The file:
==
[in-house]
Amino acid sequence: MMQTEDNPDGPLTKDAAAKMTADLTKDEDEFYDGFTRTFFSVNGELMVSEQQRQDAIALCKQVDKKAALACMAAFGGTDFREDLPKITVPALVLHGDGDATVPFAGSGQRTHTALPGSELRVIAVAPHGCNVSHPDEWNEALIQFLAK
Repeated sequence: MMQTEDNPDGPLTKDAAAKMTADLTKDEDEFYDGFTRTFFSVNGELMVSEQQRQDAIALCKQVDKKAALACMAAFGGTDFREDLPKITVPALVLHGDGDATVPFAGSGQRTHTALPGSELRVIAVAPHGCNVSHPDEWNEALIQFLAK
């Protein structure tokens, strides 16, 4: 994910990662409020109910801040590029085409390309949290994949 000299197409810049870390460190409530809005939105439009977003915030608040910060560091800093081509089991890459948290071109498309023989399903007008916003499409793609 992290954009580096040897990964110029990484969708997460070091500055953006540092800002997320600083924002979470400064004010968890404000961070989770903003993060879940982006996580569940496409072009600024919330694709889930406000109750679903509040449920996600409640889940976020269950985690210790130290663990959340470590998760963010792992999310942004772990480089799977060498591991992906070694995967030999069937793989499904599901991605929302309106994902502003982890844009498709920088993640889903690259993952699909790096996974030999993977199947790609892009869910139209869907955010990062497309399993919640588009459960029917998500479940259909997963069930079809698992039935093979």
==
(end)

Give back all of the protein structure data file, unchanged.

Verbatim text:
[in-house]
Amino acid sequence: MMQTEDNPDGPLTKDAAAKMTADLTKDEDEFYDGFTRTFFSVNGELMVSEQQRQDAIALCKQVDKKAALACMAAFGGTDFREDLPKITVPALVLHGDGDATVPFAGSGQRTHTALPGSELRVIAVAPHGCNVSHPDEWNEALIQFLAK
Repeated sequence: MMQTEDNPDGPLTKDAAAKMTADLTKDEDEFYDGFTRTFFSVNGELMVSEQQRQDAIALCKQVDKKAALACMAAFGGTDFREDLPKITVPALVLHGDGDATVPFAGSGQRTHTALPGSELRVIAVAPHGCNVSHPDEWNEALIQFLAK
């Protein structure tokens, strides 16, 4: 994910990662409020109910801040590029085409390309949290994949 000299197409810049870390460190409530809005939105439009977003915030608040910060560091800093081509089991890459948290071109498309023989399903007008916003499409793609 992290954009580096040897990964110029990484969708997460070091500055953006540092800002997320600083924002979470400064004010968890404000961070989770903003993060879940982006996580569940496409072009600024919330694709889930406000109750679903509040449920996600409640889940976020269950985690210790130290663990959340470590998760963010792992999310942004772990480089799977060498591991992906070694995967030999069937793989499904599901991605929302309106994902502003982890844009498709920088993640889903690259993952699909790096996974030999993977199947790609892009869910139209869907955010990062497309399993919640588009459960029917998500479940259909997963069930079809698992039935093979």